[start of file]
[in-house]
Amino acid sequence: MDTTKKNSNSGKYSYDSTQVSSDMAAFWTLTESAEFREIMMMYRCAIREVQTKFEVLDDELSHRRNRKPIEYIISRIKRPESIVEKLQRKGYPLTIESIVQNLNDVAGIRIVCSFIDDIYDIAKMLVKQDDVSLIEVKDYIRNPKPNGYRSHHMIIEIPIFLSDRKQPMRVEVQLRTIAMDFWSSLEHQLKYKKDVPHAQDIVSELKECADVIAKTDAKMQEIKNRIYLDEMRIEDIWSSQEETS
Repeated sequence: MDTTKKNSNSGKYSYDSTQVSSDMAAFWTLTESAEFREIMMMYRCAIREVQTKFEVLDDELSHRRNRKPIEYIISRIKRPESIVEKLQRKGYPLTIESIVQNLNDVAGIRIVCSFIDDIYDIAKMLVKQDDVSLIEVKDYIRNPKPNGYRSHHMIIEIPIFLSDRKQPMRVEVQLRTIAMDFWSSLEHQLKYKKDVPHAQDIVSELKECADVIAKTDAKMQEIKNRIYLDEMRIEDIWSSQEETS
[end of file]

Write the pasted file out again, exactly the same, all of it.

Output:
[in-house]
Amino acid sequence: MDTTKKNSNSGKYSYDSTQVSSDMAAFWTLTESAEFREIMMMYRCAIREVQTKFEVLDDELSHRRNRKPIEYIISRIKRPESIVEKLQRKGYPLTIESIVQNLNDVAGIRIVCSFIDDIYDIAKMLVKQDDVSLIEVKDYIRNPKPNGYRSHHMIIEIPIFLSDRKQPMRVEVQLRTIAMDFWSSLEHQLKYKKDVPHAQDIVSELKECADVIAKTDAKMQEIKNRIYLDEMRIEDIWSSQEETS
Repeated sequence: MDTTKKNSNSGKYSYDSTQVSSDMAAFWTLTESAEFREIMMMYRCAIREVQTKFEVLDDELSHRRNRKPIEYIISRIKRPESIVEKLQRKGYPLTIESIVQNLNDVAGIRIVCSFIDDIYDIAKMLVKQDDVSLIEVKDYIRNPKPNGYRSHHMIIEIPIFLSDRKQPMRVEVQLRTIAMDFWSSLEHQLKYKKDVPHAQDIVSELKECADVIAKTDAKMQEIKNRIYLDEMRIEDIWSSQEETS